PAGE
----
Monday, 23 November 2015

Justine Pattison's Lamb Rogan Josh

OCD Panic Rating: 2/5
Handwashes: Average

With the end of the year approaching, I've had to go back to my list of horror foods and work out what I really need to be cooking in order to tackle my OCD.  Thanks to The Great British Bake Off, I've cooked more with eggs in the past three months than I probably had in the previous three years.  I've also had a few attempts at making things with mushrooms, and it turns out they're nowhere near as scary as I'd expected.

Which brings me to meat.  I specified my three main horror foods as fish, pork and chicken, but I'm not a great fan of handling any meat at all.  I've just about got myself comfortable with beef, mainly because you can eat it raw when it's fresh, but I'm still struggling with the idea of cooking much else. that basis, I decided to have a go with a simple recipe using lamb.  As with beef, it's something you can enjoy rare, so it rings fewer alarm bells with me than other meats.  I returned to one of my favourite cookbooks: Takeaway Favourites Without The Calories.  The version of lamb rogan josh in here is a one-pot wonder.  You cook down the onions and add the other fresh ingredients before browning the meat off.  Then it's a few more additional herbs and spices, some tinned tomatoes, and straight into the oven for a couple of hours.  I barely had to handle the meat at all.

The main problem I had with this recipe came from the sheer volume of ingredients that it used.  1.2kgs of lamb is not a small amount, and I was becoming increasingly concerned that it simply wouldn't fit into my casserole dish.  To make the browning of the meat easier, I split the mixture between the casserole dish and a large frying pan, and prepped a second large dish to cook it in if there was too much.  As it was, the casserole dish was just big enough, and I mean just.  The dish was full to the brim, bringing back horrible visions of my tennis cake leaking out of the baking tin during my GBBO challenge.  I at least learnt from that mistake, putting a large baking tray on the bottom of the oven to catch any potential overspill.

I sat back for an hour as the curry cooked in the oven.  It needed a stir at this point and I was slightly concerned to see how little the water had boiled off.  It didn't have that thick sauce consistency that I was looking for.  If I was doing this again, I would have put it back in the oven without its lid, giving the steam an outlet.  But that's Captain Hindsight talking.  As it was, after another half hour, the lid was taken off and some spinach was stirred in, with another ten minutes in the oven just to help the spinach wilt down into the mixture.  I love spinach.  There's something about the way you can have a boatload of the stuff and it shrinks down into virtually nothing when you stir it into a mixture.  Let me tell you, if that wasn't the case, there is no way on God's green earth that anything else would have fitted into that casserole dish.  Perhaps the two-dish approach would have been better.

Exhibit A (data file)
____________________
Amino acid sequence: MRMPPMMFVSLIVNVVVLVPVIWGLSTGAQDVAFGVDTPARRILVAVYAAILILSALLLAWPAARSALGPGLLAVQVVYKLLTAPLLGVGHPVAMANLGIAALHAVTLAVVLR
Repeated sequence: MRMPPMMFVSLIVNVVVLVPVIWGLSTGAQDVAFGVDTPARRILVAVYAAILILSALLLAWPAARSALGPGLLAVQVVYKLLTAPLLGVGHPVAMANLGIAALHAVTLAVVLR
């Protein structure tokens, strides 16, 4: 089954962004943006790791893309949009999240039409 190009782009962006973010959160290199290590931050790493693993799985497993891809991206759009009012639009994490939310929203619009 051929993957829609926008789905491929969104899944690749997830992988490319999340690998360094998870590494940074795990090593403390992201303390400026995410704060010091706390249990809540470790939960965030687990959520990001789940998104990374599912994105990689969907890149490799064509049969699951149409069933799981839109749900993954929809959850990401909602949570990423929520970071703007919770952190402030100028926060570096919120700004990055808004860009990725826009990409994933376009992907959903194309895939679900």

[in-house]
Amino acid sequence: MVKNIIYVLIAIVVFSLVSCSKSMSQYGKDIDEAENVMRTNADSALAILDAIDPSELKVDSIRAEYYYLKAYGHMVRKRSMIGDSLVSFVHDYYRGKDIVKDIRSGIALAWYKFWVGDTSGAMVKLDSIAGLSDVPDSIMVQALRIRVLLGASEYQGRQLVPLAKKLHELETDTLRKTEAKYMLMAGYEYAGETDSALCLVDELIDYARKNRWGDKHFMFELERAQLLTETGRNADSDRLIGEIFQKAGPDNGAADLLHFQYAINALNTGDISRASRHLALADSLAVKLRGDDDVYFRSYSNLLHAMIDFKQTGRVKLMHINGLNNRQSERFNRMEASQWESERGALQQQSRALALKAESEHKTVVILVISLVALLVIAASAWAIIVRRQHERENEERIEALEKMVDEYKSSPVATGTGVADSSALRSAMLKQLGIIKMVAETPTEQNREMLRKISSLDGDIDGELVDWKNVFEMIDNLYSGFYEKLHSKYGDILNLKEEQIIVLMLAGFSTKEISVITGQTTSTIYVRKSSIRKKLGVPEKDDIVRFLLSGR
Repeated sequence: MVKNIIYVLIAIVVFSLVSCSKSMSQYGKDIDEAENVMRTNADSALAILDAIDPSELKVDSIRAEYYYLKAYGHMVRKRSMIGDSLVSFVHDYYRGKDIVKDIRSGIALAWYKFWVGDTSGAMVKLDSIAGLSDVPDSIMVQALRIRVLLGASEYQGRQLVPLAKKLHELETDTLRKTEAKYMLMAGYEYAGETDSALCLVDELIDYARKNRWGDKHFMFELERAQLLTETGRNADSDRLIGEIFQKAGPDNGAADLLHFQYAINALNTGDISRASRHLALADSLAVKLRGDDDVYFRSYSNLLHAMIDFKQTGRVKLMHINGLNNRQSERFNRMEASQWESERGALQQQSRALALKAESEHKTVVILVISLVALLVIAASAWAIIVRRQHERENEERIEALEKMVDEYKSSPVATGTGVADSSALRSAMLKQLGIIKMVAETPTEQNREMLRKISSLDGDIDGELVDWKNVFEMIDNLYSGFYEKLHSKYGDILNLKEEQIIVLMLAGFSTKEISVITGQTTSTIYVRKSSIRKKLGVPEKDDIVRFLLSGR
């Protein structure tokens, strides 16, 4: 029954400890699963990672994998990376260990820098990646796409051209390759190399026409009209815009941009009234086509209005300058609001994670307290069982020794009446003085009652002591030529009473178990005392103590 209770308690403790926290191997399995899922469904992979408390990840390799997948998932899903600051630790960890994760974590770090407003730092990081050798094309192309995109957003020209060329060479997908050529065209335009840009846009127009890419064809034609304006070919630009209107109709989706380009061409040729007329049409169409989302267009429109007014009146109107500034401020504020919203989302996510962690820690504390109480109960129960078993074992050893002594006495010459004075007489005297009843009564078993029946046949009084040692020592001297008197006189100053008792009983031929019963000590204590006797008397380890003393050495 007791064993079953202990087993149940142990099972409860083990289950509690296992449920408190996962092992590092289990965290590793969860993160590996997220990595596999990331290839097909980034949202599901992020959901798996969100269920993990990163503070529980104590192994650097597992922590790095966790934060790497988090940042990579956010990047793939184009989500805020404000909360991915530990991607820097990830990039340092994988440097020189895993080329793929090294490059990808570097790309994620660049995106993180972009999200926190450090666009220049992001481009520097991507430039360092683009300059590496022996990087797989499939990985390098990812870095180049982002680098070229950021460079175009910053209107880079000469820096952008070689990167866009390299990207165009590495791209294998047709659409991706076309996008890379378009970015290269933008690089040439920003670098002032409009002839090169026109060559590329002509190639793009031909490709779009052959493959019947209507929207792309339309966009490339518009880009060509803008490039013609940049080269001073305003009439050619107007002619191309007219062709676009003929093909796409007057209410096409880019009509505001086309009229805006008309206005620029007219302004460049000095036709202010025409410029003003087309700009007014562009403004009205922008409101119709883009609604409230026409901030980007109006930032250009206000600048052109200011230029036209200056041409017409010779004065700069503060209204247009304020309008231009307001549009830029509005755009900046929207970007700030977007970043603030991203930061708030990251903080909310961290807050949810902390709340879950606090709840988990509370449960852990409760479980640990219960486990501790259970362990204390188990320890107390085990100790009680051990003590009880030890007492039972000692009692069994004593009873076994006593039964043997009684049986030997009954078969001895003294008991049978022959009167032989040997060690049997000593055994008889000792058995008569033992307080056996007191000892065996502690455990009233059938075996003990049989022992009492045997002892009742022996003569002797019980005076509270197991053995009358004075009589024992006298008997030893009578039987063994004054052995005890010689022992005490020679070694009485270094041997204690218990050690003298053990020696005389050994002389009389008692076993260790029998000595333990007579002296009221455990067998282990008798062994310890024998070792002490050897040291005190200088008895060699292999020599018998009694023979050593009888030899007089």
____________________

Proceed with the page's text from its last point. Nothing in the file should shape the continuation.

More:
I wonder if the spinach added extra water to the curry, particularly as I washed it pretty heavily before I put it in (gravelly spinach is the worst).  The sauce was definitely too wet when I took it out of the oven.  Now, there are a few ways that this can be dealt with.  You can put the dish back in the oven (sans lid) for a bit longer.  You can cook it on the hob for a while.  You can use cornflour to thicken up the liquid as well.  The only problem with these ideas is that they all take time and I was really hungry.  Really hungry.  I tried a piece of the lamb and it was beautifully tender and I knew that I couldn't wait another half an hour to eat.

So we had lamb rogan josh soup, with poppadoms and naan bread:

It had a good flavour.  Like any proper rogan josh, the sauce had a serious kick of spice to it.  Also positive was that you could taste the individual flavours in the curry.  There was quite a lot of garlic, ginger and chilli in there, but there was also a hit of fennel, cumin and coriander that gave the flavour a bit more depth.  There's no question that it would have worked better as a proper sauce but curry soup is a decent meal in itself, particularly when you have the big chunks of fall-apart lamb to enjoy.

This recipe made six portions, so we have two frozen dinners ready to go.  With these, we should be able to get that nice curry sauce consistency when we reheat it on the hob.  The flavours were great; it was just the impatience of the cook that stopped it working perfectly.

(Editor's note: we did reheat the curry from frozen one evening and, sure enough, the mixture thickened into a perfectly formed sauce.  It still had the depth of flavour and the heavy hit of spice, but did not have to be eaten with a soup spoon.  A definite improvement.)

Key Points:

  • Too much liquid is easy enough to remedy, but it can definitely throw your cooking times off if you're preparing other side dishes at the same time.  With slow-cook recipes, check the liquid level at frequent intervals: it's easier to rectify if you catch the problem early.
  • I've said it before (and not learnt from it apparently) but you really do need to check the size of your pots and pans before you start.  I had twice as much washing-up to do with the recipe because I was disorganised.

Win Rating: 3/5 for the curry soup.  4/5 when cooked properly!

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